F = ma = μfρoΔxΔyΔz 2f/ t2 = FT + FF =

= T0 ΔxΔyΔzÑ 2f + k2ΔxΔyΔz { -ρde(vde - e/ t) - ρ0( e/ t - f/ t) + ρdf(vdf - f/ t) } ,

or

μf ρo 2f/ t2 = T0Ñ 2f + k2{ -ρde(vde - e/ t) - ρ0( e/ t - f/ t) + ρdf(vdf - f/ t) } . (7)

Defining c = [T0/μf ρo]1/2 and choosing k2 = 4πa2To/c leaves

Ñ 2f - (1/c2) 2f/ t2 = (4πa2/c)[ρdevde + ρ0( e/ t - f/ t) - ρdfvdf } . (8)

In arriving at (8), the terms ρde e/ t and ρdf f/ t have been dropped as they are of second order in small quantities: By (1), ρde << ρ0 and ρdf << ρ0 and, as pointed out above, e/ t = ve » εc.

3.5 The Elasticus Equation of Motion

The equation of motion for the elasticus can be derived similarly to the above derivation by replacing f by e, ρdf by ρde, T0 by T0¢ , μf by μe, and vdf by vde. This leaves

(T0¢ /T0)Ñ 2e  (μef)(1/c2) 2e/ t2 = -(4πa2/c)[ρdevde + ρ0( e/ t - f/ t) - ρdfvdf } . (9)

3.6 Maxwells Equations

Making the identifications fL - eL = Ñ ψf - Ñ ψe = -Ñ φ/(4πρ0), J = ρdfvdf - ρdevde, and ρd = ρdf - ρde leaves (8) and (3) as

Ñ 2f - (1/c2) 2f/ t2 = -(4πa2/c)J + (a2/c)( / t)Ñ φ + (4πa2ρ0/c)( eT/ t - fT/ t) . (10)

and

Ñ 2φ = -4πρd . (11)

Equation (10) can be divided into its transverse and longitudinal components:

Ñ 2fT - (1/c2) 2fT/ t2 = -(4πa2/c)JT + (4πa2ρ0/c)( eT/ t - fT/ t) . (12)

and

Ñ 2fL - (1/c2) 2fL/ t2 = -(4πa2/c)JL + (a2/c)( / t)Ñ φ . (13)

Now by the continuity equation, ρd/ t = -Ñ × J = -Ñ × JL. By (11), 4π( ρd/ t) = -( / t)Ñ 2φ. Thus, both the scalar and vector products of the gradient operator with the right-hand side of (13) are zero, so the right-hand side can be chosen to be zero by proper choice of JL and JT. Now it can be seen by (8) and (9) that if [T0¢ /T0] = μe/μf = -1, eT and fT satisfy the same equation, eT = fT. In that case, and identifying a2A = eT = fT, (10) becomes

Ñ 2A - (1/c2) 2A/ t2 = -(4π/c)J + (1/c)( / t)Ñ φ . (14)

Since Ñ × fT = 0 and since a2A = fT, we have Ñ × A = 0 in this development. Thus, (11) and (14) are recognized as the Gaussian unit Maxwells equations in the Coulomb gauge.

4. DISCUSSION

The physical model of the aether proposed here leads to physical models for other quantities as well. It is seen that with the assignment above of a2A = eT = fT, the electromagnetic vector potential is simply proportional to the transverse component of the vectorial displacement of the aether from its equilibrium position. (And, of course, light is simply a mechanical oscillation of the aether.) With the other assignment above of fL - eL = f - e = -Ñ φ/(4πρo), the gradient of the scalar potential is simply seen to be proportional to the vector separation between the two aether components. The electric field is expressed as E = -(1/c) A/ t - Ñ φ. For static fields then the separation of the attached aetherial components, f - e, is proportional to the electric field. Figure 1 shows a pictorial example of the electric field of a cylinder of charge resulting from the mechanical solid aether model proposed here. Note the simple underlying mechanical model for what the electric field "is."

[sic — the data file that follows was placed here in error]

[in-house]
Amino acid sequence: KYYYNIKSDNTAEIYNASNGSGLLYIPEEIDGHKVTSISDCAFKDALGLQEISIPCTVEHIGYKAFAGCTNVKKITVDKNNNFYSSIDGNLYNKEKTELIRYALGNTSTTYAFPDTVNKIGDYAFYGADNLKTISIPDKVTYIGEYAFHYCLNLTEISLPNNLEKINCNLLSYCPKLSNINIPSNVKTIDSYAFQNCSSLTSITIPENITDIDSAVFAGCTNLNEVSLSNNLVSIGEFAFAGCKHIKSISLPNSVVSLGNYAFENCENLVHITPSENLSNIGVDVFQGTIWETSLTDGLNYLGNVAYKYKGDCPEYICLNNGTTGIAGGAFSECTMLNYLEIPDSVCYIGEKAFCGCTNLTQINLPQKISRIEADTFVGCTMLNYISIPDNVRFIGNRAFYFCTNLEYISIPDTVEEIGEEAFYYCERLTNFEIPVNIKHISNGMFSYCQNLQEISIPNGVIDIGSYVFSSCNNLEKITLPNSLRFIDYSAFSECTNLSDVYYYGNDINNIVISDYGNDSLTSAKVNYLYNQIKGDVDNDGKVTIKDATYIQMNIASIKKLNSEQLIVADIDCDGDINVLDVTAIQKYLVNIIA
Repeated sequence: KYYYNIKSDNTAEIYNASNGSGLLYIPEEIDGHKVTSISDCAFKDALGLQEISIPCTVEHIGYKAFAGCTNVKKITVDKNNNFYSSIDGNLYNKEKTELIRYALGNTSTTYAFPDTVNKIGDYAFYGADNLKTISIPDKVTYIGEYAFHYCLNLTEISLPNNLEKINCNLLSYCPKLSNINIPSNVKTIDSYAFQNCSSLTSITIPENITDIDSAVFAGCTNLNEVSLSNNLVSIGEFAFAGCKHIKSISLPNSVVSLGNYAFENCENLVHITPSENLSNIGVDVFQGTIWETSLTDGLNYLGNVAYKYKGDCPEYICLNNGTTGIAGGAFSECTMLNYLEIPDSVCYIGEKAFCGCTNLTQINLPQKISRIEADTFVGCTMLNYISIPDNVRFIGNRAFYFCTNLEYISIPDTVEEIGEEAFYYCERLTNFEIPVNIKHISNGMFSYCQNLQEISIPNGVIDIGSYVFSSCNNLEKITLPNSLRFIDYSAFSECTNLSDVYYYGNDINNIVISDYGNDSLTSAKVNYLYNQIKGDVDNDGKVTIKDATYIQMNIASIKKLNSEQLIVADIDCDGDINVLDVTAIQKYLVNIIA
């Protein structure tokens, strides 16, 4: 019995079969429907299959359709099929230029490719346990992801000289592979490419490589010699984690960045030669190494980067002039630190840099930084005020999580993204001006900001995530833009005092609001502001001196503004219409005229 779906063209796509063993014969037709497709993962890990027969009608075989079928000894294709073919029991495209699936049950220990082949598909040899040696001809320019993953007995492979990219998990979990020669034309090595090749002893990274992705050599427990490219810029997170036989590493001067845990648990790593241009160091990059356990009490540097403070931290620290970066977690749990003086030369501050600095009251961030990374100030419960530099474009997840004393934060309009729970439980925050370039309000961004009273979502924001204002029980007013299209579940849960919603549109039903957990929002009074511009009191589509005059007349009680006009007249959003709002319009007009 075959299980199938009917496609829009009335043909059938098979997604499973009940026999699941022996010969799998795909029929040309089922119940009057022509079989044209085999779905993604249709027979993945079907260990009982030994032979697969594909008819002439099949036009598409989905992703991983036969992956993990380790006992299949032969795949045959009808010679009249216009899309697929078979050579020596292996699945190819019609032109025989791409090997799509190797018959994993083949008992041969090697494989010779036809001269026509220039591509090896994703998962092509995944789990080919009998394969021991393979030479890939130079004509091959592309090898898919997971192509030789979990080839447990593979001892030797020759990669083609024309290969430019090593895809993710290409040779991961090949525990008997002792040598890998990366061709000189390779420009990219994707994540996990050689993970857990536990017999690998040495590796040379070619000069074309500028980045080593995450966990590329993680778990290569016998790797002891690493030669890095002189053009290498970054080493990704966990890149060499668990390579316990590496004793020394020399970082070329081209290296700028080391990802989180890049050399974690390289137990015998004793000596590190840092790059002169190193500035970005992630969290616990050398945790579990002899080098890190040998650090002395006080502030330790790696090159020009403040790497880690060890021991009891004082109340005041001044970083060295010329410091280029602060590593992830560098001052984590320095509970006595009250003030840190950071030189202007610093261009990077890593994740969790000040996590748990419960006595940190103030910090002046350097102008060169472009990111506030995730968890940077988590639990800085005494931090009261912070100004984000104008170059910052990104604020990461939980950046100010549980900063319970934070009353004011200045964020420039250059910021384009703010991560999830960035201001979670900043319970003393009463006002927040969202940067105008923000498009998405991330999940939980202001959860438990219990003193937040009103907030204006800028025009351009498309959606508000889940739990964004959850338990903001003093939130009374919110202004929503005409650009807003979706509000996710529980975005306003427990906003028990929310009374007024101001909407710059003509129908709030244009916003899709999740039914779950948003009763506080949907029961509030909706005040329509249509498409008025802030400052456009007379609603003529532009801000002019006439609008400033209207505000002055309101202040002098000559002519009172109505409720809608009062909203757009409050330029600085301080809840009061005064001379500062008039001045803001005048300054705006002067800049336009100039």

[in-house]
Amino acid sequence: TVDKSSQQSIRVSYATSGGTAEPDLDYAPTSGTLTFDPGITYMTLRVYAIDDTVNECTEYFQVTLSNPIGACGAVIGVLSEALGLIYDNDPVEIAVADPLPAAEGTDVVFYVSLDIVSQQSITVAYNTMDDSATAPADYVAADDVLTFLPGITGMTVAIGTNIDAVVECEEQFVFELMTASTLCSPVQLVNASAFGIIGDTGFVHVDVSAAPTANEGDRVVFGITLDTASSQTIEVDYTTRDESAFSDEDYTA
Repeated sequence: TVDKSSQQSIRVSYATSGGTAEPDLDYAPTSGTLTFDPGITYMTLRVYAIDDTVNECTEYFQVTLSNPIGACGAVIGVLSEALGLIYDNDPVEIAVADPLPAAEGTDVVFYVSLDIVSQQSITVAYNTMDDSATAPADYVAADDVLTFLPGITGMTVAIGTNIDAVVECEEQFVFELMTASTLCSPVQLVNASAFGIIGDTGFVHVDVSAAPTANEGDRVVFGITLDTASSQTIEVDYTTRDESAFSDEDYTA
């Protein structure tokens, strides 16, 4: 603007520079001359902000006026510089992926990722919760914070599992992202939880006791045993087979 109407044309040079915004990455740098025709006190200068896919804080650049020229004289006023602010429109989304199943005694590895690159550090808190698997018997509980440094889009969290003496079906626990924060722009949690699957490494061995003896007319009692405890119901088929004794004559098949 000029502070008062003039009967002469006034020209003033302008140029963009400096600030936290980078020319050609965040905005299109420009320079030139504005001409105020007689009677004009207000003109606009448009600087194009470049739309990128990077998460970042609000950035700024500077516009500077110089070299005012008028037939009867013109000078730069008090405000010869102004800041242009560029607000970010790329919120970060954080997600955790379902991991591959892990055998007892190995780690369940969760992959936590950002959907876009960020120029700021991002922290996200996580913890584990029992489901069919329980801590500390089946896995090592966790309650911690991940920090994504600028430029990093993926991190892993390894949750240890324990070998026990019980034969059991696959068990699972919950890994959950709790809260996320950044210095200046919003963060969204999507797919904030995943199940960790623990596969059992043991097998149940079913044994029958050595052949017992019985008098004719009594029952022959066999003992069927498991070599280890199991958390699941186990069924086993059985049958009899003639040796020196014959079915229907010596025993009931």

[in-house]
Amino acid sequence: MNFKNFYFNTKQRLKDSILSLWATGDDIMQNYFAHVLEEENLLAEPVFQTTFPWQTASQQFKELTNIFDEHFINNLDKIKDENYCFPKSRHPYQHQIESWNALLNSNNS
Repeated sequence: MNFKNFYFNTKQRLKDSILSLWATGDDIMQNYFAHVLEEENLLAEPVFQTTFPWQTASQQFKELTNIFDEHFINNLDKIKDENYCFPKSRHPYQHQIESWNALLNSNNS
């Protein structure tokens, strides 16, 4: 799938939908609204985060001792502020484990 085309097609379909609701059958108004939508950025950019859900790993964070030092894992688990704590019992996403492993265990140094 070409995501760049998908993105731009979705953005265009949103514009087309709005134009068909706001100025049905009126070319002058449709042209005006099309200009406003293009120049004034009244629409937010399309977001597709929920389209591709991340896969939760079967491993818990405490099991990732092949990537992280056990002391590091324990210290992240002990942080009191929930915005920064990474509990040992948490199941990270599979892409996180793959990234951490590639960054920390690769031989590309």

As mentioned above, electric charge is physically some amount of detached firmament or elasticus, and electric currents are merely the motion of that detached firmament or elasticus. But note that the displacement current is now identified as a motion of attached firmament or elasticus. This unifies the underlying physical model for these two previously different types of currents. (Both moving charge and the displacement current are simply motions of the firmament or elasticus. Since detached firmament is positive charge and detached elasticus is negative charge, positive currents are flowing firmament, and negative currents are flowing elasticus.)

The model presented here allows for a ready explanation for the absence of magnetic monopoles. The model points to the Coulomb gauge as the gauge that is physically relevant, and in the Coulomb gauge there is a single scalar source term. Electric sources are detached elasticus and firmament; there is no counterpart for magnetic sources.

The requirement of [μe/μf] = -1 means that one component of the aether has negative mass. Here negative mass simply means that if one applies a force to the negative mass component it is accelerated in the direction opposite to the applied force. Whether negative mass attracts or repels positive mass gravitationally is a question not addressed here, but the issue is certainly relevant to large-scale gravitational phenomena, as the massive aether could contribute to the mass density of the universe.

Experimental verification of the theory proposed herein may be possible. In an aether-based theory time dilation results from the motion of bodies through the aether. In the model proposed herein electromagnetic waves are simply motion of the aether. Since motion of a clock through the aether results in time dilation, it should also be true that motion of the aether past the clock will result in time dilation. Thus, if a clock is placed within an oscillating electromagnetic field, time dilation should be evidenced. The magnitude of this effect will be proportional to the magnitude of the aether motion, and it may require large fields (and accompanying nonlinear electromagnetic oscillations) before such an affect is strongly evident, but some small effect might be noticeable by placing an atomic clock in a strong RF cavity field. Eventual control over time dilation would of course be of considerable advantage to mankind.